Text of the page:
When PGA Professional James Drinkall moved to Country Golf in July, he didn’t think he needed to bring goggles as well as his clients.
But after huge rainfall led to the Holderness Drain flooding the Hull driving range and academy course nearly three weeks ago, they weren’t the only things he needed.
“We’ve had a lot of people turning up and are quite surprised that we’re still closed,” Drinkall said. “We’re thinking, are you for real? We’ve been swimming. Big style!”
Throughout the summer, Drinkall and Country Golf owner John Harrison set about transforming the business into a fun and family friendly centre.
With a floodlit driving range and well-manicured par 3 course, the centre has quickly become an East Hull golfing darling.
But after slowly growing success, Drinkall’s own coaching took a hit when the water arrived.
“We’re closed to the public from a safety point of view, but because I’m a separate business entity I’m still doing bits of coaching and collecting balls myself.”
“People are reluctant to come at the moment. It would be quite realistic to say that I’ve lost three weeks worth of lessons and potential lessons, but it could have been a lot worse. We anticipated it being a lot worse at the time.”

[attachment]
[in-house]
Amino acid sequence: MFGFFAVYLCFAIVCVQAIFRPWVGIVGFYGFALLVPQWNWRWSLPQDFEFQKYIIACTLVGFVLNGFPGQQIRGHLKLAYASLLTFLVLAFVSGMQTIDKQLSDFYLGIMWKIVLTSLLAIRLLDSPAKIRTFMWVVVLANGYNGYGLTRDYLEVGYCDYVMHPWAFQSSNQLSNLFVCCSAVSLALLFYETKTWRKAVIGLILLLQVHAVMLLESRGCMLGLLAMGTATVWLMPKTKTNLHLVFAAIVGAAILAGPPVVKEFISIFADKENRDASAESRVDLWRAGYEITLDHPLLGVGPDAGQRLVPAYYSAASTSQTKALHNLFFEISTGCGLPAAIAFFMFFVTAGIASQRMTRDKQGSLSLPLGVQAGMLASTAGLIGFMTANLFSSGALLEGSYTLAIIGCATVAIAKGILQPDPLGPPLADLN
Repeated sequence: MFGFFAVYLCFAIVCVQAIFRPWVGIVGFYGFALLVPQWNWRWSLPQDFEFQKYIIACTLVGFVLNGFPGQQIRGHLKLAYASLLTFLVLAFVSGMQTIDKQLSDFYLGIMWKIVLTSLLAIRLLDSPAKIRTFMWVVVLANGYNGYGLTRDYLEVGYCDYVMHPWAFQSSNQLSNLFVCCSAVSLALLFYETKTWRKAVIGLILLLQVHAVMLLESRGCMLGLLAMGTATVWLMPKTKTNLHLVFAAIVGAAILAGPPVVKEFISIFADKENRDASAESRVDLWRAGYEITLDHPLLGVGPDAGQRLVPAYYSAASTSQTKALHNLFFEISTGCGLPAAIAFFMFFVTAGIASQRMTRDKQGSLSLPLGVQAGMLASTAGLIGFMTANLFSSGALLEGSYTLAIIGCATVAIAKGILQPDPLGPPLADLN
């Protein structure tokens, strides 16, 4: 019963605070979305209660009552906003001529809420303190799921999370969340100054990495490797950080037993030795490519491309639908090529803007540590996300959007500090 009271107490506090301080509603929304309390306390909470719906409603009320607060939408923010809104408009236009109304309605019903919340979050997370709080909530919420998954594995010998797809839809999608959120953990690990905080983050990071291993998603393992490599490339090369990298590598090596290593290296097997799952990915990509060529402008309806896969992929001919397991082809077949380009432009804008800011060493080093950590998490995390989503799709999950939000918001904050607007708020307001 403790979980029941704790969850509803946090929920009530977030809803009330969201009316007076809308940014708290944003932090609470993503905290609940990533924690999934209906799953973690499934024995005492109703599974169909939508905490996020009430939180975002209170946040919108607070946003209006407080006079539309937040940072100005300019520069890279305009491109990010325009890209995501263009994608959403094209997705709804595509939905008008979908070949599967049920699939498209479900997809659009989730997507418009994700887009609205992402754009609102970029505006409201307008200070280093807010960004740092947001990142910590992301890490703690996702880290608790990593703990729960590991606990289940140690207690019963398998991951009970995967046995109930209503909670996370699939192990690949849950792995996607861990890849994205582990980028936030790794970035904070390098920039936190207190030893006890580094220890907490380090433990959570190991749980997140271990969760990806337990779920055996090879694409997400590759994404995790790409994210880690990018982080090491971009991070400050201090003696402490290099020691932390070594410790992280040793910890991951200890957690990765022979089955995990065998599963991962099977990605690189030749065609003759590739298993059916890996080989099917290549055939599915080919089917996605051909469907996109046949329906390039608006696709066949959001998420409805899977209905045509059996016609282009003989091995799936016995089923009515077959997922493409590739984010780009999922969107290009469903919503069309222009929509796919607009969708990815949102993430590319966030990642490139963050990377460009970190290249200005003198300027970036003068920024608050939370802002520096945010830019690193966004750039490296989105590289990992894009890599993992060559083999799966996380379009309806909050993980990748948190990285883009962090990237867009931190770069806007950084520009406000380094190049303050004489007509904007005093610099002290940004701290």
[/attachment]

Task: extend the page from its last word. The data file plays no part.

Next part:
Drinkall’s junior programmes, the driving force of his coaching repertoire and one of the major reasons Harrison wanted him at Country Golf, have also come to a halt.
“I’ve had to put my junior sessions on hold. They’ve been off for two weekends now, but I’m hoping to get them in this Sunday and get them up and running again.”
As well as losing a large portion of his lessons, a number of valuable items and pro shop stock were also washed away.
“The worst thing to be honest is I’ve lost about twenty of my coaching manuals and teaching books, which is really frustrating.
“My new Mizuno fitting centre and swing DNA shaft optimiser, that’s all survived however. God knows how, but overall I’ve done quite well and survived it all right.”
Country Golf is ready to reopen this weekend – and Drinkall is positive the misfortune won’t affect the range’s previously established momentum.
“The effort of John himself and volunteers has been massive,” he said. “People have been really really helpful, and we’re progressing it. We’re progressing it well.
“Its definitely not a setback as we open this weekend. We’ve literally had two and a half to three weeks off. That’s not enough time to lose clients.
“If nothing else it was probably an indication to sift out all the old stuff and refresh things for the better.”
“I think it is a blessing in disguise to some extent if John doesn’t lose out financially. But I think it’ll just make us and the place stronger and better.”
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